This page contains a Flash digital edition of a book.
BACKPAGE


Maximize the Benefits of Quality Improvement Studies Follow these six easy steps ROBERT KURTZ


A


SC management experts Kelli McMahan, vice president of


operations for Pinnacle III, a Lakewood, Colorado-based ASC development and management company, and Jesseye Arambide, RN, executive director of Oregon


Outpatient Surgery Center


in Tigard, Oregon, and past president of the Oregon Ambulatory Surgery Center Association, offer advice on ways ASCs can make their quality improvement (QI) studies easier and more valuable. 1. Keep it simple. There is a com- mon perception that QI studies are long, drawn-out processes, but that is not necessarily the case, McMahan says. “I had a surveyor tell me that any time you alter a process, there is an opportunity for a QI study. It is important to measure the impact of the change and whether the change achieved its intended objective. Not every QI study requires a huge spread- sheet of data collection.”


2. Involve staff and physicians. “They are usually in the best posi- tion to identify problems, so they should be encouraged to make suggestions for study topics,” Arrambide says. “I also involve my staff in the data collection and share the results of the stud- ies with them. They feel like they have ownership in the studies and improvements we are making.”


3. Get educated. If your ASC is strug- gling with how to conduct valuable QI studies and identify worthy top- ics, seek out education, McMahan suggests. “National and state ASC associations are typically the best educational resources. Participation in ASC associations connects an ASC’s leadership team with other leaders who can share ideas.”


26 ASC FOCUS MARCH 2016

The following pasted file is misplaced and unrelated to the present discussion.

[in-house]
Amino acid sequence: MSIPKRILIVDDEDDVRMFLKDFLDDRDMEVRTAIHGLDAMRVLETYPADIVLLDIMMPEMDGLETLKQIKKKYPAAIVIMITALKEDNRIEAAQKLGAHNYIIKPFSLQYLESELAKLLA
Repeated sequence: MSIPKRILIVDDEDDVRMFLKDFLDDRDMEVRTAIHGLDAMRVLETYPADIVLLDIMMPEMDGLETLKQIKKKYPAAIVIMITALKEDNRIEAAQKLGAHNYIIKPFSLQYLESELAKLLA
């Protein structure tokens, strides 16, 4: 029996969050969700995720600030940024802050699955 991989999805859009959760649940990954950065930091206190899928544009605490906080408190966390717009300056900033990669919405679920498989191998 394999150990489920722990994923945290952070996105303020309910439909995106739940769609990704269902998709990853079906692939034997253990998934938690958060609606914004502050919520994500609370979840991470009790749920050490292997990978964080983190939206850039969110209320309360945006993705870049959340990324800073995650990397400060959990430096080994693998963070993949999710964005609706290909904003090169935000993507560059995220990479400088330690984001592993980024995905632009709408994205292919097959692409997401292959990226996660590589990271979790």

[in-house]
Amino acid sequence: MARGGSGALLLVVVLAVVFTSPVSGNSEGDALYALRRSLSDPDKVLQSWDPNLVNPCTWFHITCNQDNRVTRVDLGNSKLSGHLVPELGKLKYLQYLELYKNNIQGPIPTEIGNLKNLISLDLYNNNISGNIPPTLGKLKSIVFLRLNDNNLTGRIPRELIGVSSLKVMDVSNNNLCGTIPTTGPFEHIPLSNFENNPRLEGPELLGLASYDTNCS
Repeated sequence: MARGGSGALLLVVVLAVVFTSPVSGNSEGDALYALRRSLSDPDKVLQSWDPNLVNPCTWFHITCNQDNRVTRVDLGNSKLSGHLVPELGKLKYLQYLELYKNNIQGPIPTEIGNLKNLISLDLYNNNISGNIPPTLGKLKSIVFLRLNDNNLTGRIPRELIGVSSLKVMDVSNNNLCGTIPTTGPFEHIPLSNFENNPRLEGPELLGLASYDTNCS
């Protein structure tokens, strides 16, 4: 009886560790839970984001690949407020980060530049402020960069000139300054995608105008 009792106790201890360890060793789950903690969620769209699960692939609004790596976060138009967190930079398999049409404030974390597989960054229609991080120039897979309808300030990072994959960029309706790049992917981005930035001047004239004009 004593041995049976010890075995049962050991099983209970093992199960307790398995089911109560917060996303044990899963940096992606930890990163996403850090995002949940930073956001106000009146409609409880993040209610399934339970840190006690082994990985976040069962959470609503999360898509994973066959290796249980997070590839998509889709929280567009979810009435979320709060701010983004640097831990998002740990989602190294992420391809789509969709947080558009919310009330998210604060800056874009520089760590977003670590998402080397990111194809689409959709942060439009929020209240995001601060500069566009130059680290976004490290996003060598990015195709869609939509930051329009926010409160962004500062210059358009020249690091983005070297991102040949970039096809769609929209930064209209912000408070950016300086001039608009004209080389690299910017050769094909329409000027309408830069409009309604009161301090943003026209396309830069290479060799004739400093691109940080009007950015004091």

QI studies afford ASCs the opportunity to improve upon the high quality of care that we already know we provide.”


—Kelli McMahan, Pinnacle III


Education should not be just for upper management, McMa- han notes. “Try to find educational opportunities for your staff. When staff participate in webinars or attend educational meetings, they become more energized and eager to participate.”


4. Network. This is another way to expand your education, McMahan says. “Set up a network with other facilities located nearby to share ideas. Try to hold quarterly meet- ings where the administrators or nurse managers gather to discuss quality studies they are conduct- ing, the data collection they need and the hurdles they encounter.”


5. Use your resources. Arrambide says her QI efforts have improved by using the resources available in her ASC. “There are so many re- ports available to us through our practice management software, so


we can see how well we are per- forming in any number of areas. Trending our performance has also become much easier. There are many benchmarks available to compare where we measure up with other facilities. You can clearly see how well your ASC is performing and whether the changes you make are having the impact you desire.”


6. Build QI into your staffing mod- el. Since ASCs typically function with lean staff, QI studies can sometimes become a lower prior- ity. ASCs cannot afford to let that happen, McMahan says. “Building QI into your


staffing


model . . . might require educating your governing board on the importance of QI and the need for allocation of staff time to work on it. QI studies afford ASCs the opportunity to improve upon the high quality of care that we already know we provide.”


Page 1  |  Page 2  |  Page 3  |  Page 4  |  Page 5  |  Page 6  |  Page 7  |  Page 8  |  Page 9  |  Page 10  |  Page 11  |  Page 12  |  Page 13  |  Page 14  |  Page 15  |  Page 16  |  Page 17  |  Page 18  |  Page 19  |  Page 20  |  Page 21  |  Page 22  |  Page 23  |  Page 24  |  Page 25  |  Page 26  |  Page 27  |  Page 28  |  Page 29  |  Page 30